That job you held in high school is likely not applicable to your career path five years post-graduation, so don’t include it on your resume. The jobs you display on your resume should be relevant to the position you’re applying for, so show potential employers your pertinent accomplishments and results at each position in the bullet points. A resume should be much more focused towards a particular role than your profile. Think of your LinkedIn profile as your “master resume,” and then pull the most relevant information from it to build a resume for each position you apply for.

For example, if you were applying for a job in social media, you’d want to include your internship at a local news station where you helped create a Facebook Page for the company. However, you don’t want to list your high school position where you worked at an after-school care facility.

2. Publications

It’s true that a potential employer might want to see your work portfolio or samples, but including links to everything you’ve ever written on your resume is unnecessary. Keeping track of these on your LinkedIn profile can be helpful, though, particularly when the employer asks for links to your previous work or writing samples on the application. Instead of including links to everything you’ve done, simply provide a link to your LinkedIn profile or online portfolio on your resume (or in your email signature) to allow employers to check it out on their own time.

3. Recommendations

Yes, you need to have references handy for moving forward in the hiring process, but it’s not necessary to take up space on your resume with phrases such as “References available upon request.” Employers expect this, so there is no need to say it — much less include any recommendations. It’s common for employers to ask for these further along in the hiring process anyway, though some may require it on the job application.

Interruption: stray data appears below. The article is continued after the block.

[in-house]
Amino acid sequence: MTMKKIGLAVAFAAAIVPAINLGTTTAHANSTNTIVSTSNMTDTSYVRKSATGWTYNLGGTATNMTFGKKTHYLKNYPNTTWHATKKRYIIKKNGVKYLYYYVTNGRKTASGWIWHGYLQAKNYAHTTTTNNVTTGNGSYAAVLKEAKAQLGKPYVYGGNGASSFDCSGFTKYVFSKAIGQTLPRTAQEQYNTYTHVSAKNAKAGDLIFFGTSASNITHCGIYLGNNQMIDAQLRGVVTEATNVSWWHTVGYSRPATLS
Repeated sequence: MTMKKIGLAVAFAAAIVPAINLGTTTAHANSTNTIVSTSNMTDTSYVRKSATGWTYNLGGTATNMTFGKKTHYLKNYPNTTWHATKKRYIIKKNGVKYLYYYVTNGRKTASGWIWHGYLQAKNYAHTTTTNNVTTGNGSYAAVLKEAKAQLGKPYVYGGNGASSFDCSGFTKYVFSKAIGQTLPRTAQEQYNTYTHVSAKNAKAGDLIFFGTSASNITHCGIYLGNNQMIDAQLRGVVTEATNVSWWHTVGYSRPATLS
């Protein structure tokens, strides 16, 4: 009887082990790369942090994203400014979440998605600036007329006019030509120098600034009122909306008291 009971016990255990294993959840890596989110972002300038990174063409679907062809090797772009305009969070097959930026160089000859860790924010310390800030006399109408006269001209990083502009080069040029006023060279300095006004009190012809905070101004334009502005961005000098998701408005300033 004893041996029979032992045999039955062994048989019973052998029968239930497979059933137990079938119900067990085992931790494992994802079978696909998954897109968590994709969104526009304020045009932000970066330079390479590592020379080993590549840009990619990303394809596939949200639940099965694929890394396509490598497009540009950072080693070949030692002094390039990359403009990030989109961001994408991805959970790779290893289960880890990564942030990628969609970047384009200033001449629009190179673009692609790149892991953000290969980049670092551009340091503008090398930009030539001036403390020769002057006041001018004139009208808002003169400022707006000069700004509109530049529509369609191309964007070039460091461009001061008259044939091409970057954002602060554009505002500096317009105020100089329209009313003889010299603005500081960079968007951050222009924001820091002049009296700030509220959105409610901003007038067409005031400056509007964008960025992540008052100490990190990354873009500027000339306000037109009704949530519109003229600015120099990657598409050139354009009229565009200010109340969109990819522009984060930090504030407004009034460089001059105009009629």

4. Interests

While it’s great to let your networking connections see your interests on LinkedIn, a potential employer does not need to know that you enjoy playing basketball if you’re applying for a job in IT. The same goes for your love for cooking if your career path isn’t related to anything culinary. Leave out the talk about your interests in social media -– if the recruiter checks out your profiles, he’ll likely learn about your hobbies and favorite sports teams through the content you’ve shared.

5. Birthday

Age discrimination is a worry among job seekers, whether they’re more experienced or fresh out of college. While it can be helpful for LinkedIn contacts to know when to send you a birthday wish, you do not need to include any personal information, such as your age or birthday, on your resume. Instead, you want to highlight your experience and skills to show the employer why you’re a good fit for the opening, regardless of how old you are — which means providing a compelling (yet concise) resume.

6. Marital Status

Your personal life is your personal life. Whether you’re married or single should not affect your ability to do the job, so don’t give employers more insight into your personal business than necessary. Although job seekers who are used to creating a curriculum vitae (CV) might typically include personal information, such as marital status, place of birth or their spouse’s name, it is not appropriate to include this detailed information on your resume.

Thanks Gerrit!

Gerrit Hall is the CEO and co-founder of RezScore, a free web application that reads, analyzes and grades resumes instantly. Connect with Gerrit and RezScore on Facebook and Twitter.